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Monday 29 May 2023 Dublin: 9°C
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'Significant concerns' over infection control at Cork hospital following two superbug outbreaks
HIQA inspected the facility following the outbreaks in July and October last year.

THE HEALTH INFORMATION and Quality Authority (HIQA) has raised “significant concerns” over the ability of Cork University Hospital to control outbreaks of infection.

A report by the authority, made following an unannounced inspection at the hospital, found that the facility lacked the resources to control infections properly.

It came after 17 patients at the hospital were colonised by the CPE superbug – a potentially deadly infection that is hard to kill with antibiotics – during two separate outbreaks in July and October last year.

While the hospital implemented control measures to manage the outbreaks, HIQA inspectors said they found no evidence to assure them that these measures were effective.

“Observations made at the time of this inspection and subsequent information provided by the hospital did not assure HIQA that this ongoing issue was being comprehensively managed by the hospital at the time of the inspection,” the report said.

“It is HIQA’s view that more needs to be done locally by the hospital to effectively address the high risks identified during this inspection.”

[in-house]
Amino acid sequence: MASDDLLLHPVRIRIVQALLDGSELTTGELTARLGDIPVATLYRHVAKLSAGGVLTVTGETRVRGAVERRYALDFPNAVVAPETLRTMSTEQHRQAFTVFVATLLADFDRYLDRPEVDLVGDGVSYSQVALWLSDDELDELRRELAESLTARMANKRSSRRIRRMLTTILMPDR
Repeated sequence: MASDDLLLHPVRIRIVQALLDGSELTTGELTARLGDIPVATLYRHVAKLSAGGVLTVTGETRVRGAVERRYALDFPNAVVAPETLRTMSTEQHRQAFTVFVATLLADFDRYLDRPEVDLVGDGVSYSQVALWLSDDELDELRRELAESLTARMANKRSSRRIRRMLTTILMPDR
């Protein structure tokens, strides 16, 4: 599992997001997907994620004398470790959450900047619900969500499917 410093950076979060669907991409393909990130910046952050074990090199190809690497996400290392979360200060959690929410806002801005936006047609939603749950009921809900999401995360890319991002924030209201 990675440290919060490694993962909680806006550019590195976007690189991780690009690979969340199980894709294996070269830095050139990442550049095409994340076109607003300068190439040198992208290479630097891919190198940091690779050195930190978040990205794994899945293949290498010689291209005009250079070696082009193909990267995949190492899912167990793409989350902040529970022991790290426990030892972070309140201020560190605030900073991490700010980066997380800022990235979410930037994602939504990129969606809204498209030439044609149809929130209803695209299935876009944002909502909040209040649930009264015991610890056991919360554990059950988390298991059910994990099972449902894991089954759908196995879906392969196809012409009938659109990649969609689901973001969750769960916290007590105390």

Among the criticisms raised by the authority were that the hospital had insufficient resources to test for the superbug, or to isolate patients potentially infected with CPE, while they also found there was a lack of infection control training among staff.

Inspectors were initially informed by senior management that seven inpatients known to be colonised with CPE were confined to one ward.

However, during the course of the inspection, they were told that the patients were actually located across four different wards.

Meanwhile, a review of minutes of Executive Quality and Safety Committee meetings provided no evidence of how to prevent and control infections at the hospital.

Following the inspection, HIQA sought written assurance from the hospital’s CEO Tony McNamara over the management of the CPE superbug within Cork University Hospital.

McNamara told inspectors that the hospital would seek additional infection control staffing from the HSE and add CPE to the hospital’s risk register.

In a letter to the HSE, he said it was “imperative” that resources were made available to CUH to allow the superbug to be managed properly.

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